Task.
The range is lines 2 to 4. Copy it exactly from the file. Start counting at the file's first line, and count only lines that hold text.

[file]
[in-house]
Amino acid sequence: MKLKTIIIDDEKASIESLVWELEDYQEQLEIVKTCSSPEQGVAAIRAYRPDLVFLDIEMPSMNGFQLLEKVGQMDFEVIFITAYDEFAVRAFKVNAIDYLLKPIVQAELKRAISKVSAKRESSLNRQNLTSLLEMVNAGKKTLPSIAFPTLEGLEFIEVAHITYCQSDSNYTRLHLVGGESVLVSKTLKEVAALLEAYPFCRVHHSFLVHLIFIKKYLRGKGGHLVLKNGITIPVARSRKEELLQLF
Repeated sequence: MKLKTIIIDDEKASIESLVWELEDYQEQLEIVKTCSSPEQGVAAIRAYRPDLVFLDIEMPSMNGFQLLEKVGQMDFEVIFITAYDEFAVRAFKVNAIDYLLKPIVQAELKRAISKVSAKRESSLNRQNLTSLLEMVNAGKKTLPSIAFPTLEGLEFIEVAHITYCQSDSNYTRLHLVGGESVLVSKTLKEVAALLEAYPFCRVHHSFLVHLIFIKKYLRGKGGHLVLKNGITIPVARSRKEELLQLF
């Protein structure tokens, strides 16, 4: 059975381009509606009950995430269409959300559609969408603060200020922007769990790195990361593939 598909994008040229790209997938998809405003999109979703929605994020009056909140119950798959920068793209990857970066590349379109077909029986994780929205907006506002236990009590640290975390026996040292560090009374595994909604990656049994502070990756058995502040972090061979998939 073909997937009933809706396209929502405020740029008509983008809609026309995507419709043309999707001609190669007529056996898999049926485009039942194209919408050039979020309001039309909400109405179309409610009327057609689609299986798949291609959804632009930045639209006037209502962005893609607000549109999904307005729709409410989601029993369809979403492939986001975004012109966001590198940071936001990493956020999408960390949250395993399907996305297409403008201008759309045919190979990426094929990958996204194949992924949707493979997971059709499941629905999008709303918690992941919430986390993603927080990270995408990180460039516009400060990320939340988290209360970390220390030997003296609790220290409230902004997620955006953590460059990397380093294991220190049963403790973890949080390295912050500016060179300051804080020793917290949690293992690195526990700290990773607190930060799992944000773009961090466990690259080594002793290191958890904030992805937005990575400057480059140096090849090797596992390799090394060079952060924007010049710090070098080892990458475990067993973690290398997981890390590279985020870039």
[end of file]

Amino acid sequence: MKLKTIIIDDEKASIESLVWELEDYQEQLEIVKTCSSPEQGVAAIRAYRPDLVFLDIEMPSMNGFQLLEKVGQMDFEVIFITAYDEFAVRAFKVNAIDYLLKPIVQAELKRAISKVSAKRESSLNRQNLTSLLEMVNAGKKTLPSIAFPTLEGLEFIEVAHITYCQSDSNYTRLHLVGGESVLVSKTLKEVAALLEAYPFCRVHHSFLVHLIFIKKYLRGKGGHLVLKNGITIPVARSRKEELLQLF
Repeated sequence: MKLKTIIIDDEKASIESLVWELEDYQEQLEIVKTCSSPEQGVAAIRAYRPDLVFLDIEMPSMNGFQLLEKVGQMDFEVIFITAYDEFAVRAFKVNAIDYLLKPIVQAELKRAISKVSAKRESSLNRQNLTSLLEMVNAGKKTLPSIAFPTLEGLEFIEVAHITYCQSDSNYTRLHLVGGESVLVSKTLKEVAALLEAYPFCRVHHSFLVHLIFIKKYLRGKGGHLVLKNGITIPVARSRKEELLQLF
């Protein structure tokens, strides 16, 4: 059975381009509606009950995430269409959300559609969408603060200020922007769990790195990361593939 598909994008040229790209997938998809405003999109979703929605994020009056909140119950798959920068793209990857970066590349379109077909029986994780929205907006506002236990009590640290975390026996040292560090009374595994909604990656049994502070990756058995502040972090061979998939 073909997937009933809706396209929502405020740029008509983008809609026309995507419709043309999707001609190669007529056996898999049926485009039942194209919408050039979020309001039309909400109405179309409610009327057609689609299986798949291609959804632009930045639209006037209502962005893609607000549109999904307005729709409410989601029993369809979403492939986001975004012109966001590198940071936001990493956020999408960390949250395993399907996305297409403008201008759309045919190979990426094929990958996204194949992924949707493979997971059709499941629905999008709303918690992941919430986390993603927080990270995408990180460039516009400060990320939340988290209360970390220390030997003296609790220290409230902004997620955006953590460059990397380093294991220190049963403790973890949080390295912050500016060179300051804080020793917290949690293992690195526990700290990773607190930060799992944000773009961090466990690259080594002793290191958890904030992805937005990575400057480059140096090849090797596992390799090394060079952060924007010049710090070098080892990458475990067993973690290398997981890390590279985020870039």